I’m lucky. I was on my knees back in the shelves looking for something and from that odd vantage point I noticed a small booklet I’d never seen before. It’s just fantastic. It’s dated December, 1959 and here’s what it looks like:
First off, right on the cover, I’m curious. What is that on top of (behind?) Abercrombie?
Next, I found this inside:
I knew immediately I’d seen it before and I even knew where. I found it first in Jim Sims’s papers and speculated about it here in a post about the vanished parking lot. Now, very unexpectedly, the mystery is solved: “The behavior of long mortar-filled steel tubes under axial loading, lateral loading, and combined axial and lateral loading are being studied. Particular attention is directed to the behavior of short specimens subjected to axial compression. As an integral part of this investigation a very long compression member has been constructed and is being tested. This consists of two thin steel tubes arranged coaxially with the annulus filled with mortar slurry. The compound column was then strained by a hydraulic ram acting on a bridge strand cable passing through the inner tube. The overall length of the tube is 195 ft.” Got that? (I love “annulus,” by the way. It strikes me as quite an elegant usage. “Little ring” in Latin–the space between the inside tube and the outside tube.)
But best of all, this little book actually helps me with my real work. I’m working on a book about the transformation of Rice in the 1960s and this gives me a beautiful snapshot of the state of our engineering school as it sat on the brink of tremendous change. Its introduction, written by President Houston, is short but revealing about how the Institute’s leadership thought about what they were trying to accomplish:
Bonus: I’ve had enough winter.
The thing behind Abercrombie looks like a UHF antenna on top of a tower. There is an enclosed walkway allowing work to be done on the antenna elements. It might be a log periodic array but the photo seems to be a too grainy to tell (at least for me). I assume someone was doing some radio research work then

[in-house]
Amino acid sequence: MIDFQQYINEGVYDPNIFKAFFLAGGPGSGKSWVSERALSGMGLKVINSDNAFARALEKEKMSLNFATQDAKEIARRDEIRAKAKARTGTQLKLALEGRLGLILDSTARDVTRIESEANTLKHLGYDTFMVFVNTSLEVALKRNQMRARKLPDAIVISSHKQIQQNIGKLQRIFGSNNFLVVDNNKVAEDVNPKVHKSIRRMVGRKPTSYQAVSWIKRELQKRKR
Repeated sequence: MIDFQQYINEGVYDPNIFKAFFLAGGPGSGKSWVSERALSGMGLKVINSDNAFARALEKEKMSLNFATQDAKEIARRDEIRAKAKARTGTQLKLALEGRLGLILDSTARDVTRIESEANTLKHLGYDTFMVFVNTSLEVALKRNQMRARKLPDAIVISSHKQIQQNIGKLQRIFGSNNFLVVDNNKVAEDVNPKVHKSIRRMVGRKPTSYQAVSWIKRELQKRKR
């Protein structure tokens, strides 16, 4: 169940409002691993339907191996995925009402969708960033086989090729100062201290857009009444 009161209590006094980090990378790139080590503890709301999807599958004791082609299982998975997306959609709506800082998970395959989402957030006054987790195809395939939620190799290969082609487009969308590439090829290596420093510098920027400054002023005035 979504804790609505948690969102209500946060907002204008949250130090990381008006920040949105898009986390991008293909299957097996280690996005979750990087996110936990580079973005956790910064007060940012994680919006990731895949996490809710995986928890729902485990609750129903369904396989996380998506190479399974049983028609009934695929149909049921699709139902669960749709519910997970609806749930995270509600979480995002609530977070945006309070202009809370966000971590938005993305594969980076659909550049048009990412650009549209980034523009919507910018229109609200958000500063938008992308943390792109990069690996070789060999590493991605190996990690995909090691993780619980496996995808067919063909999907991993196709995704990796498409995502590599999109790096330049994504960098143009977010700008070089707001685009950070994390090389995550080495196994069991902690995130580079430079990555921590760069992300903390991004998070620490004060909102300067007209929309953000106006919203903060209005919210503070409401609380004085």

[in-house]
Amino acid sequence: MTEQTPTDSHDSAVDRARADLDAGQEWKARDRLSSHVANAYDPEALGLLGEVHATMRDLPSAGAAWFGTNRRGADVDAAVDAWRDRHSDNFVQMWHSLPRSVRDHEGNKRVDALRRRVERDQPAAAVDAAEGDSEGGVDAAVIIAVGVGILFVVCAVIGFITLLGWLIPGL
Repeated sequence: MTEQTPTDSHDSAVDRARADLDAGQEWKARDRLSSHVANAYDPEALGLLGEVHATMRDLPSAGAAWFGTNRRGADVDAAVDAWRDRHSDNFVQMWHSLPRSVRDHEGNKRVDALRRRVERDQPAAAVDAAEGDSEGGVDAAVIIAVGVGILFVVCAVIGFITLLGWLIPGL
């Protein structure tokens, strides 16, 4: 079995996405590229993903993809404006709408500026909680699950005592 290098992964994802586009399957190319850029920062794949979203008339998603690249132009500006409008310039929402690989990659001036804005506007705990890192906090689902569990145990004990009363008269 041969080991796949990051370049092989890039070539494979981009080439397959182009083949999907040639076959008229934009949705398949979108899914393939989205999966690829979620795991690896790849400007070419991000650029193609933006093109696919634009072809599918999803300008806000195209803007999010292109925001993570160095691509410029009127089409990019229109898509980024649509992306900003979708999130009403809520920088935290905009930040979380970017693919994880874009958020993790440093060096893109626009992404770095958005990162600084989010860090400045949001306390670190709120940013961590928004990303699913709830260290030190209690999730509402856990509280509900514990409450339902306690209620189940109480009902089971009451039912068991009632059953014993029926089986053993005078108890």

It does look like an antenna, but the spacing isn’t right for a yagi or a log periodic. The latter was invented in 1958, also making it less likely.
I’d guess that it is a non-conductive frame for a folded dipole, because there seems to be some wire or something between the cross-members.
There are also pulleys and lines dangling from each of the corners of the platform. One line would make sense for hauling stuff up. Four is odd.
The introduction by President Houston indicates that the booklet was prepared for some visiting engineering professional group. Clearly, Rice engineers needed more time in those “non-technical” subjects of which Dr. Houston writes, particularly grammar: “The behavior of long mortar-filled steel tubes … are being studied.”??? Didn’t the engineers have a short-wave radio rig in those years? I seem to remember hearing something about it.
Annuli are often discussed by mechanical engineers in the analysis of pipe and pipe systems. In particular engineers designing pipe systems to be used in drilling and completing wells regularly use this terminology.
Bonus: you came to my sandbox and didn’t come say hi? We’ve had enough winter here, and so apparently has Grounds. The bushes and ground cover in the new Lummis courtyard are now uncovered and the fountain is back on.